In Michigan childhood, they called it 'Easter Vacation.'
In Princeton, we learned to call March school vacations 'Spring Break.'
After one too many Stowe and Sugarbush spring ski trips -- finding bright green moss narrowing the trails; actually skiing in black garbage bags because it was raining so hard; going on excursions to watch hams cure and cheese ripen and maple sap turn into syrup, -- we learned to take 'Spring Break' in Snowmass, near Aspen.
There the sun always shone. In Colorado, it snowed most nights. They weren't kidding about fresh powder. We walked through snow crystals to dinner in a different restaurant each night.
We shared these mountainous excursions with the girls' Princeton Day School friends and their parents.
Once I made chili here, carrying it, frozen, on the plane, so we could have them all over after a skiing day for a hearty trailside meal.
We had been lucky enough to secure 'a ski-out', -- a condo above the second lift. With that setting, after the first run, we never had to stand in line again.
After last runs, our friends could gather easily, parents usually stopping when shadows made moguls more difficult. The 'kids' took late moguls as challenge.
The girls and their schoolmates loved to 'bomb the black lines.' They would meet at a summit resturaunt at lunch, after family runs, zooming the most difficult trails for the rest of the day. It was their game to take them as often and as late as they could manage to catch the last lift back to the top.
I remember working to master the special way of standing in the lift line -- both poles in one hand, knees slightly bent, alert yet relaxed. Pretending that you weren't a refugee from the East pretending you belonged.
For this (then) non-athlete, I'll always remember the afternoon I came back to the condo and gazed upwards, realizing, I'd made that 10,000-foot mountain my own.
What fascinated at Snowmass and Buttermilk was how hushed everyone was in the lifts. We were lifted through green cathedrals of pines. There were 10,000-foot+ drops on one side. Sometimes, if we were early enough, there was hoar-frost on every limb on every side of us. Crystalline, luminous, it would later drop with a sibilant hush onto the fresh powder that was every night's gift.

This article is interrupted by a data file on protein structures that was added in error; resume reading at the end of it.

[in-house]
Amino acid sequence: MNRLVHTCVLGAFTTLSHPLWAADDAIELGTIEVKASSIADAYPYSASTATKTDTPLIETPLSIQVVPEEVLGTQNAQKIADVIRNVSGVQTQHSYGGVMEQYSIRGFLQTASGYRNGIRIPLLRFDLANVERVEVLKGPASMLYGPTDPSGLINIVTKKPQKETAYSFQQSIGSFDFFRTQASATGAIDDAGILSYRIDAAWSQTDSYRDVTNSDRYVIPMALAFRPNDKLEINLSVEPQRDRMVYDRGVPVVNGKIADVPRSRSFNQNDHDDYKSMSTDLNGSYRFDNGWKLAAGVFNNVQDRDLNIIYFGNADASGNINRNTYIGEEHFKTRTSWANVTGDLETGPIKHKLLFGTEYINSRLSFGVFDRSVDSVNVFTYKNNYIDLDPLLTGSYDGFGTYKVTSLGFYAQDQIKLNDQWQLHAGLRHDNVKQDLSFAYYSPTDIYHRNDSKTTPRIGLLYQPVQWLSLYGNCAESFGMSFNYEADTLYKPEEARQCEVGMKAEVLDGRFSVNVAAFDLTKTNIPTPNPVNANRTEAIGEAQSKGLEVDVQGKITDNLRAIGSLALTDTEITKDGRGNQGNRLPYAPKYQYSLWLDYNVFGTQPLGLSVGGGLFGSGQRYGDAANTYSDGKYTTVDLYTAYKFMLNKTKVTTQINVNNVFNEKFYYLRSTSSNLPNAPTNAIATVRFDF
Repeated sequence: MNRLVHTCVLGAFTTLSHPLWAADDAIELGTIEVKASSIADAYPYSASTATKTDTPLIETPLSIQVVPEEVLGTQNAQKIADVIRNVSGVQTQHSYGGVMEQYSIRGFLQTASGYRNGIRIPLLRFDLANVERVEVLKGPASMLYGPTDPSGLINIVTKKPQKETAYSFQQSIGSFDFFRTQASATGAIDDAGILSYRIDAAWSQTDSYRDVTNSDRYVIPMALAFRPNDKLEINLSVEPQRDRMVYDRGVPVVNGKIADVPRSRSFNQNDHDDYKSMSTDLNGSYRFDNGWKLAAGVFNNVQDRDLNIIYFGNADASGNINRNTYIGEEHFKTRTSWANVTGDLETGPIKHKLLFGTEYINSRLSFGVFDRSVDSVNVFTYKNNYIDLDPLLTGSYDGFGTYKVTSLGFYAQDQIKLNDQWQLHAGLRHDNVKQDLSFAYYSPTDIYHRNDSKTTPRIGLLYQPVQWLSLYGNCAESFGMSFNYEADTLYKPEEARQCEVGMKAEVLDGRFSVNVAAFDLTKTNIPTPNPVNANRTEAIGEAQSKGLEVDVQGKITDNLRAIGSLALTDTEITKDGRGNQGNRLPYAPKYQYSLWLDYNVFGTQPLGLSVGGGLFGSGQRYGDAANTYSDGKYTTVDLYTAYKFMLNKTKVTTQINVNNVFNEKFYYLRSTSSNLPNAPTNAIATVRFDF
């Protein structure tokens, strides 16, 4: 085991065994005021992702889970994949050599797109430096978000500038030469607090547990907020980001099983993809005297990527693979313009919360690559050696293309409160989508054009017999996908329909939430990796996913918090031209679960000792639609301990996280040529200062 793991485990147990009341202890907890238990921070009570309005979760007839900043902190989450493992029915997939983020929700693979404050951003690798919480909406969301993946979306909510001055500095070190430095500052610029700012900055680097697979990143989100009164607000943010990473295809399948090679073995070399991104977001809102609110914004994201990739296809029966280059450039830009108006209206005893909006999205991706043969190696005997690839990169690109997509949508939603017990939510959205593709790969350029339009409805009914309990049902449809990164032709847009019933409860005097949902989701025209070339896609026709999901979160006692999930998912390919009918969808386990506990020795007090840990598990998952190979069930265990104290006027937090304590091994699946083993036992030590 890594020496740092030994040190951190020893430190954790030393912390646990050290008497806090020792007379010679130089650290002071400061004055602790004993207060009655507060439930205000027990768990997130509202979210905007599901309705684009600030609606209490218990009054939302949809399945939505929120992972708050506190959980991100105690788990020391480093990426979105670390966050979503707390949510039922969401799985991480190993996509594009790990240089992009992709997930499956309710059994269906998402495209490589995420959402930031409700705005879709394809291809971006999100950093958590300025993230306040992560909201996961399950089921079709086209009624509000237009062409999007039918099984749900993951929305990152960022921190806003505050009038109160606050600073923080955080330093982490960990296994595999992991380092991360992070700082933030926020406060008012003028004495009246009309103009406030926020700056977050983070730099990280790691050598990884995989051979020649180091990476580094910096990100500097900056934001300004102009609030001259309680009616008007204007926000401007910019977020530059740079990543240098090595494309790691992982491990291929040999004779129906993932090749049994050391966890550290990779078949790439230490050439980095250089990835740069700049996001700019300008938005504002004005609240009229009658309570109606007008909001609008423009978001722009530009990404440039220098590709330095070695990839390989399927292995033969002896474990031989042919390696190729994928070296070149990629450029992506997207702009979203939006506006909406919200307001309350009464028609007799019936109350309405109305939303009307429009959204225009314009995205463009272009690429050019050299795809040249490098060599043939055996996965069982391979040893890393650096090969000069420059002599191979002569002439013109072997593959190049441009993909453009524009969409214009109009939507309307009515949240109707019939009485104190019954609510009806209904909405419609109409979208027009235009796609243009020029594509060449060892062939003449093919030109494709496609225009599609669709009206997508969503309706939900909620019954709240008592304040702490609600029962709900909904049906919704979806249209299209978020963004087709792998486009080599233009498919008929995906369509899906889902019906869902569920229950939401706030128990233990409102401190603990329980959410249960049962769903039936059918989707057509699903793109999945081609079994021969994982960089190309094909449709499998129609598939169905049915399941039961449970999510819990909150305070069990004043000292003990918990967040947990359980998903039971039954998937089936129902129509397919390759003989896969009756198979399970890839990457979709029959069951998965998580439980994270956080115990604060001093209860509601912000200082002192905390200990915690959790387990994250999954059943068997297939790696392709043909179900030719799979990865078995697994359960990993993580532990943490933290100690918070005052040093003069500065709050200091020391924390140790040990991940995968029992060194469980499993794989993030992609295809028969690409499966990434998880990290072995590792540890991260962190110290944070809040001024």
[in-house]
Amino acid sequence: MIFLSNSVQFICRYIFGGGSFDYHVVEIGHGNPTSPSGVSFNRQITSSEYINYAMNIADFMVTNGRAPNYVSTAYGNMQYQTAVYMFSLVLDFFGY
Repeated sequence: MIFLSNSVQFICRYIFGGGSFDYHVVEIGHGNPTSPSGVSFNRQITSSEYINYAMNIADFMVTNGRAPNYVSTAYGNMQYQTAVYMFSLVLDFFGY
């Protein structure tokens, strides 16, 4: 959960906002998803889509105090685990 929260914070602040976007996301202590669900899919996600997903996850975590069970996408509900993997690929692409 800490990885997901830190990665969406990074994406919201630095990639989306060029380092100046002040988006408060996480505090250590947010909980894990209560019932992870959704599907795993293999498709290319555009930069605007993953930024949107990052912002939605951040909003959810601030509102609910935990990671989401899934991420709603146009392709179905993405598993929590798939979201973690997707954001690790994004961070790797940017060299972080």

People were so still on those chair lifts that we could hear the song of the metal, as stout cables whisked us to the summit.
After the crowds on Eastern slopes, it was heaven to swoop into a snowy forest, play slalom with the pines. The quiet in there made the lifts seem to have been noisy.
Light slanted through limbs, as it does from the rose window of Chartres. That light was straight as beeswax tapers, and as golden.
An Aspen tradition was to make first trails in fresh powder, which was a normal facet of skiing those capacious woods, and also through 'the bowls.'
My favorite day. I was skiing on the very edge. Suddenly, below me, I became aware of an enormous bird. It was like an eagle, but not the colors I knew from Michigan -- rather a toasty brown. It soared so smoothly. exidomg power without stroking. On and on we went, the eagle and I, in limitlessness I was rarely to experience again.
Later I would learn its name was Golden.
Such were the gifts of Spring Break in the late 1970's.